UPDATE: Weber State professor permanently resigns
SALT LAKE CITY — Weber State University criminal justice professor Scott Senjo has resigned again after a series of threatening tweets regarding national protests related to police brutality and race.
In a media statement, Weber State states Senjo has “permanently separated from the university after resigning. He is no longer employed. The university considers this matter resolved, ending processes that were set in motion on June 1.”
Senjo first resigned when the tweets surfaced and later rescinded his resignation, according to the University.
“The developments surrounding this case have understandably caused a variety of emotions for many members of our campus community. Weber State University is committed to improving our campus culture and our conduct, making our university a place where everyone truly feels valued, supported and included,” said Weber State.
Senjo rescinds resignation
Weber State University said criminal justice professor Scott Senjo has rescinded his resignation, which was tendered June 3.
In a statement sent to KSL Newsradio, WSU President Brad L. Mortensen said that a tenured faculty member has five business days to rescind a resignation.
“With his resignation withdrawn,” Mortensen said, “professor Senjo returned to being on leave and the appropriate parties on campus were notified.
“He remains out of the classroom while the university conducts a review of the impact of his Tweets on university operations.”
Mortensen acknowledged that news of Professor Senjo’s recanting his resignation was “confusing,” but he re-iterated that “the sentiment in those tweets is abhorrent, and we strongly condemn it.”
In the statement, Mortensen tried to balance an individual right to the freedom of expression and due process with the need for a feeling of safety on the WSU campus.
“These values are not intended to conflict;” the statement read, “however, in this instance, it certainly feels that they do for many members of our community, and I want you to know that we hear you.
The tweets in question
In a statement to KSL Professor Scott Senjo said:
The university has ordered me to resign my position due to my irresponsible tweeting activity over the last several months. I agree that my tweets were far beyond the realm of acceptable university policy as well as acceptable social norms. I made those tweets in the oftentimes vulgar, extreme back-and-forth that can occur on Twitter and they were simply wrong. I apologize for my irresponsible behavior and resign my position, effective immediately.
Professor’s original statement to KSL came on the heels of more than 2,100 online signatures of a Change.org petition for the University to fire Senjo after his provocative tweets.
In the notes of the petition, organizers say, “Professor Senjo has repeatedly misused his personal twitter account to promote racially charged violence as well as violence against the press. Weber State University has a long standing tradition of embracing freedom of speech and diversity of opinion. Professor Senjo’s tweets do not represent these values.”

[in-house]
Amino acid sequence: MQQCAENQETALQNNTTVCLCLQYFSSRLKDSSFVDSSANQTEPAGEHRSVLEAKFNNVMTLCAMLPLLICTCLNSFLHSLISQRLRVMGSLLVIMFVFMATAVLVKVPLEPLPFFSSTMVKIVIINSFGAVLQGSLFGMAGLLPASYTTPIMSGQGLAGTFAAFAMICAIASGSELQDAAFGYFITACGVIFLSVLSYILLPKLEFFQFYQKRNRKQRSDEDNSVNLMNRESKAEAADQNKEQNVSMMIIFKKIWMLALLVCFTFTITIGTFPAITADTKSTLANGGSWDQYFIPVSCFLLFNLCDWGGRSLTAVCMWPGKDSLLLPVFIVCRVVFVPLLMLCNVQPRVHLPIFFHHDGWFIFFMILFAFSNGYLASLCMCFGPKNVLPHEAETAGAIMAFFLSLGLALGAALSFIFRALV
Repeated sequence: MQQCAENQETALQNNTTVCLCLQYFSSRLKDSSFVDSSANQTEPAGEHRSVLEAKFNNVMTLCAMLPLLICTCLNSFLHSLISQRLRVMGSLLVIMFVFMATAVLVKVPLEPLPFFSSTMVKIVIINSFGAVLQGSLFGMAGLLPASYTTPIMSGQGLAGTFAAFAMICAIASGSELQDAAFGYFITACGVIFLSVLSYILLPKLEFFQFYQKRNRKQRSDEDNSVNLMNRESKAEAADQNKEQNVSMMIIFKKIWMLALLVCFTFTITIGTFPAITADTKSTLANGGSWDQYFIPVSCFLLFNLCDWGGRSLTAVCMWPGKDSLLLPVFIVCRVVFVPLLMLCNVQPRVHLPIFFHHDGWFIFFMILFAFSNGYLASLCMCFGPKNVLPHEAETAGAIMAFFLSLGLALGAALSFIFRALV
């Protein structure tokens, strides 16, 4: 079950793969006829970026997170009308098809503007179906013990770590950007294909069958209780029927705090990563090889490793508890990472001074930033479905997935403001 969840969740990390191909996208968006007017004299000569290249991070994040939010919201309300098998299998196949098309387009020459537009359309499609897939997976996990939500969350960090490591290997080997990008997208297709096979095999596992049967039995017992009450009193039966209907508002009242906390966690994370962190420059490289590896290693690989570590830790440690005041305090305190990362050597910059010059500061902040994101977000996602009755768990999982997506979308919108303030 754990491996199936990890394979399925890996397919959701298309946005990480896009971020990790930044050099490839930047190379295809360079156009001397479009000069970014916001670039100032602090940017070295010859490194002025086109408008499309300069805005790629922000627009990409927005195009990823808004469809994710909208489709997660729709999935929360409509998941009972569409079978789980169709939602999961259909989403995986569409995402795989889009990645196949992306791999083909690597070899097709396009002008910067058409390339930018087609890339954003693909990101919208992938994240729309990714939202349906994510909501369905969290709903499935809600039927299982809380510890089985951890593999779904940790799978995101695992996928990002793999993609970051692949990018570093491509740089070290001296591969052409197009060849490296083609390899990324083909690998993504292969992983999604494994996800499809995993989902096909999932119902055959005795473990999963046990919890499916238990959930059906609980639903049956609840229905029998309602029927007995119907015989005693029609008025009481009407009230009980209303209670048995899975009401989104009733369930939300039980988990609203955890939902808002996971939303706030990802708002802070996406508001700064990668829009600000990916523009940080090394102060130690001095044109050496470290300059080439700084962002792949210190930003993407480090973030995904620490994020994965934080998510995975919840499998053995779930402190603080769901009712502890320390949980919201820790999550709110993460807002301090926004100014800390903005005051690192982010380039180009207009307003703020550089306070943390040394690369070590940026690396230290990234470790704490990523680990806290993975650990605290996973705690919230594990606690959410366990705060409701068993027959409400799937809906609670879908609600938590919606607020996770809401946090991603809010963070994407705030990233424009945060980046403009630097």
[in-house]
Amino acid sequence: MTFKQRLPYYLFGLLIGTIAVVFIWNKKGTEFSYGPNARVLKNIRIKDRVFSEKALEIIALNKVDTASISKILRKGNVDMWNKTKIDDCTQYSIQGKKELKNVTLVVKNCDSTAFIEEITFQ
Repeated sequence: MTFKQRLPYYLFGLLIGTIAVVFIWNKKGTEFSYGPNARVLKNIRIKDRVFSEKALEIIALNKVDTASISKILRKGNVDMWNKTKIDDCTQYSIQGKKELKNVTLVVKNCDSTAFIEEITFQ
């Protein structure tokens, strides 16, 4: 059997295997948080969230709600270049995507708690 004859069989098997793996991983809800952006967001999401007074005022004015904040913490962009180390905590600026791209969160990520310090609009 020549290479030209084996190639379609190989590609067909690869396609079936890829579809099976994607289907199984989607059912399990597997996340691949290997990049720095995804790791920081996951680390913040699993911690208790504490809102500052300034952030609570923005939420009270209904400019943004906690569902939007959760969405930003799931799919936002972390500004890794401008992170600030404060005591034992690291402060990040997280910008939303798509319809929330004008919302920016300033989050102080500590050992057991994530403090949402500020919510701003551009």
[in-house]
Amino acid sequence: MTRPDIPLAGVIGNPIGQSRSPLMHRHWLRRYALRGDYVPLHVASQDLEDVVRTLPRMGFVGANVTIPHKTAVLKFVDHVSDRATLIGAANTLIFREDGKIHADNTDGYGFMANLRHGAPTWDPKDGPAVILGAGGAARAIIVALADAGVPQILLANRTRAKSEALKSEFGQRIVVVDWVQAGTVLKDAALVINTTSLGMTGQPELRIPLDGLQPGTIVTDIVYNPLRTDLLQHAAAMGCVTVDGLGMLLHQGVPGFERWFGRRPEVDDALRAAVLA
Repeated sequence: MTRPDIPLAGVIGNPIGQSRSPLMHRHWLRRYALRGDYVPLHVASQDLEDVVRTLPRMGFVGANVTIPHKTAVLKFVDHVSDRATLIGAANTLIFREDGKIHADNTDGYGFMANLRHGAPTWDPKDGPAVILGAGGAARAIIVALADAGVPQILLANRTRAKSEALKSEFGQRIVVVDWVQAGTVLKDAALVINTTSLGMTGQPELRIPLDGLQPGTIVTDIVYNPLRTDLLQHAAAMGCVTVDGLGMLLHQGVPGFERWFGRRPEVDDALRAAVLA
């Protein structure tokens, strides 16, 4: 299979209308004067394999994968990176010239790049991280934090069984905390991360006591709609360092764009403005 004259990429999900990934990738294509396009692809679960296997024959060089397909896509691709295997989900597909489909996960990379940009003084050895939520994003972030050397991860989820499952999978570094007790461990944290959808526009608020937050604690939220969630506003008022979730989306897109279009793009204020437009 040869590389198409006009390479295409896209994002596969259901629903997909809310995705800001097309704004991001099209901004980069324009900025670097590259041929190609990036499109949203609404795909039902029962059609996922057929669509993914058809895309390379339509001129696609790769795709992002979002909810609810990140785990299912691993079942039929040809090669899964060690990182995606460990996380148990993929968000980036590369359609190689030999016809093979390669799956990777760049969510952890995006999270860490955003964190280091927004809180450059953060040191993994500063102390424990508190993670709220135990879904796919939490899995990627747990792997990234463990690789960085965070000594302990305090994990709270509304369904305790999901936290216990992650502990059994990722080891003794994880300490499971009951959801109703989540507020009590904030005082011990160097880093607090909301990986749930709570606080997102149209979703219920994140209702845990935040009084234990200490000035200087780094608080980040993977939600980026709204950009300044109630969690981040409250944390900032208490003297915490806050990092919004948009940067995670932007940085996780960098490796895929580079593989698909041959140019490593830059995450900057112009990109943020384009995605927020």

Some of the tweets Senjo allegedly made were aimed in response to news organizations and journalists like Wall Street Journal reporter Tyler Blint Welsh.
Blint-Welsh tweeted that his ankle was injured and glasses knocked by an NYPD officer during his coverage of protests in New York City to which Senjo allegedly responded, “Excellent. If I was the cop, you wouldn’t be able to tweet.”
In another tweet about protests in New York, Senjo reportedly commented on a widely circulated video of New York City Police vehicles driving into a crowd of protesters, “That’s not how I would have driven the car into the crowd.”
In another since-deleted tweet, Senjo also referred to the vandalization of CNN headquarters in Atlanta, “Nothing about this makes me happy but there’s this tiny sense of rightness in the burning of the CNN headquarters.”
Senjo told KSL in an email that he had made those comments, yet no longer stands by them.
“I don’t stand by them and will have to suffer the consequences of my recklessness,” he said.
“I made those tweets in the sordid atmosphere of Twitter knife fights where sarcastic put-downs and tasteless humor are often the norm. I failed to respect my role as a college professor in the hyper-emotional atmosphere of the recent police brutality protests. I apologize for my Twitter contributions. In the aggregate, they reflect a great deal of ugliness.”
Officials with Weber State have called the tweets “abhorrent” and says that they will be conducting an investigation.
The comments made by our faculty member on Twitter are hurtful and inconsistent with the values of Weber State University and our work to create an inclusive and welcoming environment. [1/3]
— Weber State University (@WeberStateU) June 1, 2020
In a statement issued by the University, they say they are taking the matter seriously.
“Weber State University does not condone violence or threats of violence under any circumstance. The comments made by our faculty member are hurtful and inconsistent with the values of Weber State University and our work to create an inclusive and welcoming environment.
“We join with our students, faculty, staff, alumni and friends who found these comments to be abhorrent.
“We know these views make many of our students and members of our campus community feel isolated or unsupported. We will reach out to students, faculty, staff and others to provide resources. Students or community members who need support may contact WSU’s Assistant Vice President for Diversity, Adrienne Andrews 801-626-7243 or email@example.com.”
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